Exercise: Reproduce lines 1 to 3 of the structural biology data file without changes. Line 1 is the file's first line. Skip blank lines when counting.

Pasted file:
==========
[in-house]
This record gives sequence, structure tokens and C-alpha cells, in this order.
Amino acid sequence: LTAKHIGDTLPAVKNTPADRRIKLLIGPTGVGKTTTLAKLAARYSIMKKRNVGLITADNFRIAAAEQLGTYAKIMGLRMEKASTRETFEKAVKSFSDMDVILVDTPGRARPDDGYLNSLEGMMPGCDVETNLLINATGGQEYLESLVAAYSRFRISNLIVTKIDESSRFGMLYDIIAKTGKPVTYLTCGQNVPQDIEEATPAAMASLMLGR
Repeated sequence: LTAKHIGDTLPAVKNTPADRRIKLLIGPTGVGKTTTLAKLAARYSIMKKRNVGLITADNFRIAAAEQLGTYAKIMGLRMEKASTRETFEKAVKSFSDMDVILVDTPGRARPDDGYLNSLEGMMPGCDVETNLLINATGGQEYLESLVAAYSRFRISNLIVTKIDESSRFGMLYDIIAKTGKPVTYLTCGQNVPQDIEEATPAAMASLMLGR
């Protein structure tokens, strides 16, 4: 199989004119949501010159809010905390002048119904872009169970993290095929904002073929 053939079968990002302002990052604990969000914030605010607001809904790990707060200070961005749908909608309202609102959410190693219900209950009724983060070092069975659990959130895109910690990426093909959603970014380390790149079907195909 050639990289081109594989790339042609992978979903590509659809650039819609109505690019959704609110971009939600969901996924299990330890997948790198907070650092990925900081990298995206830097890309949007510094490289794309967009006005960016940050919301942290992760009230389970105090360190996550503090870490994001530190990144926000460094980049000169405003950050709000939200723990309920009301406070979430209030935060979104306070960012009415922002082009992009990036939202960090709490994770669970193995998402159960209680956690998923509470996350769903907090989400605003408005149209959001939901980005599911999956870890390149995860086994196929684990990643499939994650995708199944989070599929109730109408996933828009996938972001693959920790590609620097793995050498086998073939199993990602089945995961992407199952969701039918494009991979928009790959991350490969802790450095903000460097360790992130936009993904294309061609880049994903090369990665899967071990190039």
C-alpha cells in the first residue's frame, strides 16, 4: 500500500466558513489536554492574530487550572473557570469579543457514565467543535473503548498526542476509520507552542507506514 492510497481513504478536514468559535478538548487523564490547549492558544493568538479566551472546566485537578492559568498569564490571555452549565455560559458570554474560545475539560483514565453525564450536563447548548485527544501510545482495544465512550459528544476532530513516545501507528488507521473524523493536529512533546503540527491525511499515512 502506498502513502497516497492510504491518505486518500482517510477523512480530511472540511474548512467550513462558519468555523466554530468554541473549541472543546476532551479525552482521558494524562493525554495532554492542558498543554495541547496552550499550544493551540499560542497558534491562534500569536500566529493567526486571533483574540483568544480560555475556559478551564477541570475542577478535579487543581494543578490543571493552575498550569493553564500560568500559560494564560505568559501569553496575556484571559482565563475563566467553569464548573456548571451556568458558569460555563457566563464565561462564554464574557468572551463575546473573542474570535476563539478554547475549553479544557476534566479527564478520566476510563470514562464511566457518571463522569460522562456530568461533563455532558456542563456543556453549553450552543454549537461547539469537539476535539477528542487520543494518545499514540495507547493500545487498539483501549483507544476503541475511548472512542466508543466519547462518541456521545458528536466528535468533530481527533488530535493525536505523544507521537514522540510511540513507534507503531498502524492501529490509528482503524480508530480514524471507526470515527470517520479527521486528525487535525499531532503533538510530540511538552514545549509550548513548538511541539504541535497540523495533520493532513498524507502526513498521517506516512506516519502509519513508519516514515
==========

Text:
[in-house]
This record gives sequence, structure tokens and C-alpha cells, in this order.
Amino acid sequence: LTAKHIGDTLPAVKNTPADRRIKLLIGPTGVGKTTTLAKLAARYSIMKKRNVGLITADNFRIAAAEQLGTYAKIMGLRMEKASTRETFEKAVKSFSDMDVILVDTPGRARPDDGYLNSLEGMMPGCDVETNLLINATGGQEYLESLVAAYSRFRISNLIVTKIDESSRFGMLYDIIAKTGKPVTYLTCGQNVPQDIEEATPAAMASLMLGR